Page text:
[photoshelter-gallery g_id=”G0000_7F1j_.iOGE” g_name=”Gathering-of-Nations-2016″ width=”600″ f_fullscreen=”t” bgtrans=”t” pho_credit=”iptc” twoup=”f” f_bbar=”t” f_bbarbig=”f” fsvis=”f” f_show_caption=”t” crop=”f” f_enable_embed_btn=”t” f_htmllinks=”t” f_l=”t” f_send_to_friend_btn=”f” f_show_slidenum=”t” f_topbar=”f” f_show_watermark=”t” img_title=”casc” linkdest=”c” trans=”xfade” target=”_self” tbs=”5000″ f_link=”t” f_smooth=”f” f_mtrx=”t” f_ap=”t” f_up=”f” height=”400″ btype=”old” bcolor=”#CCCCCC” ]Copyright © 2016 Albuquerque Journal
About 2,800 dancers from more than 700 tribes filled the floor of the Pit – a colorful mélange of feathers, beads, embroidery and sequins, whirling to Indian drums and traditional singing as the 33rd annual Gathering of Nations got underway Friday.
For Tommy Draper Sr., a Fancy Dancer from Fruitland, the Grand Entry ceremony had particular significance.
He was standing in as “head man dancer” for his late son, Tommy Draper Jr., better known as Spike Draper, a 15-time champion dancer who died last year in an accident while breaking a horse.
This year’s powwow, the largest gathering in the world of Native Americans and indigenous people, has been dedicated to the memory of Spike Draper, the first time such an honor has been bestowed in the history of the Gathering of Nations.
“It’s kind of hard on the family, but we had to honor my late son,” said Draper Sr. “I told my kids and my wife that we have to be there, we have to do this. The people who dance at the powwow are my family, too. I’ve known some of them for many years, so it makes me feel good that I have family wherever I go.”
The elder Draper, 67, said he began native dancing in the 1950s and later taught his son. “Tommy learned from me, but then he began picking up things on his own, different footwork and styles. He was very smooth.”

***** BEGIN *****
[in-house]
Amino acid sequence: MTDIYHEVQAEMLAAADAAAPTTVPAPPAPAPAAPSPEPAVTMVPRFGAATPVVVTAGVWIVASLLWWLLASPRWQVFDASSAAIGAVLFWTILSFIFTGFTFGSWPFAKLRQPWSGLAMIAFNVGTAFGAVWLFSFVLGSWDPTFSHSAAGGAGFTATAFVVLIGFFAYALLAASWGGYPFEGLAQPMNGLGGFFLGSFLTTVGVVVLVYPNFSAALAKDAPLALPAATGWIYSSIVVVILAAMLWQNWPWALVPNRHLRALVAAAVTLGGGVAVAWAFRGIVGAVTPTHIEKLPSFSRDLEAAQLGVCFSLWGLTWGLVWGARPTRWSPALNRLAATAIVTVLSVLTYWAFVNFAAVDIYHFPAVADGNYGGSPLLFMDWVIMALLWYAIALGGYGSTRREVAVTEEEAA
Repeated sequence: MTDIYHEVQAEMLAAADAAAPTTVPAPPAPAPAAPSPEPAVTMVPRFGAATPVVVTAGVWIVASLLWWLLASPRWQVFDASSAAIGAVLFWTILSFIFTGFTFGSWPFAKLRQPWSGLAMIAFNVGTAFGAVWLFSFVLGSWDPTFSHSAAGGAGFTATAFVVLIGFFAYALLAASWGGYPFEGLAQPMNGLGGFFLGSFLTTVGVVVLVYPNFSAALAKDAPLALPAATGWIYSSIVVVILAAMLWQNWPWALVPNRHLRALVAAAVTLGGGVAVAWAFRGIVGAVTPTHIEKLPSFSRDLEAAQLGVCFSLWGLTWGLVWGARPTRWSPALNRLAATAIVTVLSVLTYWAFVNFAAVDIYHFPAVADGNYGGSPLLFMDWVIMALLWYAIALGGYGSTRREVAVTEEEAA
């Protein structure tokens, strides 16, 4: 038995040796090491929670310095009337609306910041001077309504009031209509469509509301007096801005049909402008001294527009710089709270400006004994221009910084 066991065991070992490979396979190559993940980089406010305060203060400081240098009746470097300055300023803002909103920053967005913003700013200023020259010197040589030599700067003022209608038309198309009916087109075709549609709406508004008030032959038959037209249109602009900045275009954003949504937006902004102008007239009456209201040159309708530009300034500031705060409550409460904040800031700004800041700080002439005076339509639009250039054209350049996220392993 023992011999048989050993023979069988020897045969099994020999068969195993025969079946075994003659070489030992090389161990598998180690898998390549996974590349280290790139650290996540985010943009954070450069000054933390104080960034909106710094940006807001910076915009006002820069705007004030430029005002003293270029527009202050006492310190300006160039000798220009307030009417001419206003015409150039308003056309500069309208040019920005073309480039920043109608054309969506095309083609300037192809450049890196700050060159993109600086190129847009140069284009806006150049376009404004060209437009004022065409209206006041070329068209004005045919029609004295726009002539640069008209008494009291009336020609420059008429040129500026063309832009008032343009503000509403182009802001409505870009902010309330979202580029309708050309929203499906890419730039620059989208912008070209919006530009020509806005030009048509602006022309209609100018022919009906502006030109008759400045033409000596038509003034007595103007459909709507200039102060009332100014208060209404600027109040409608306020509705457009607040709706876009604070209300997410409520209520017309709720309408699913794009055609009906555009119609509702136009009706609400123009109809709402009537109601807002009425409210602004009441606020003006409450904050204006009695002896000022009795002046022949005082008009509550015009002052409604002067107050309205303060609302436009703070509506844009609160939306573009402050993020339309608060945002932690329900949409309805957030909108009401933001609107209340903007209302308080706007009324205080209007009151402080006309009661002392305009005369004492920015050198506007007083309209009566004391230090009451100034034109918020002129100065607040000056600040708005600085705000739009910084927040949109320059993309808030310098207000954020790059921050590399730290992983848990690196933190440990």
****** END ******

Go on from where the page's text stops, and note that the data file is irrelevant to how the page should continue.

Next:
The dancing performances and competition in 34 separate categories are only part of the three-day event, which also includes the crowning of the new Miss Indian World, Native American musical performances, Native American and Southwest foods, and more than 800 Native American artists and artisans showing and selling paintings, pottery, jewelry, drums, clothing, textiles and more.
The 15,000-seat arena was at capacity Friday morning, as were nearly all the surrounding parking areas. People from throughout the United States and Canada braved chilly temperatures, intermittent showers and long lines to attend the event.
More than 30,000 people from 118 countries had tuned in to watch the morning events via live Internet streaming, while millions more followed on social media platforms like Facebook and Twitter, said Paul Gowder, chief executive officer of Powwows.com, which was broadcasting the event live.
Rio Rancho High School student, Alliana Atencio, who is part Navajo and Jemez, was decked out in full regalia as she waited to perform the jingle dress dance, which she originally learned from her mother. Though only 16, she is already a veteran dancer at the Gathering of Nations. “It’s a way for me to express my emotions, and connect with my family and my culture,” she said.
Even people who have experienced other powwows elsewhere in the country were awestruck by the spectacle.
Chris Sutton, who was visiting from Michigan and is Oklahoma Choctow, called the Grand Entry “remarkable and very powerful.” His sister, Alana Sutton, said it was a bit overwhelming, particularly the sheer number of dancers. “I just wasn’t expecting this.”
Air Force Col. Kathryn Tate, who is stationed at Kirtland Air Force Base, and her husband, Daryl Webb, were attending their first powwow. The couple, from the Pittsburgh area, said they were taken by the beauty of the dancing and the regalia.
“To bring all these nations together and allow us who are not tribal members to learn more about their cultures is just beautiful,” said Tate. “Just the work that goes into putting all of this on is incredible,” added Webb.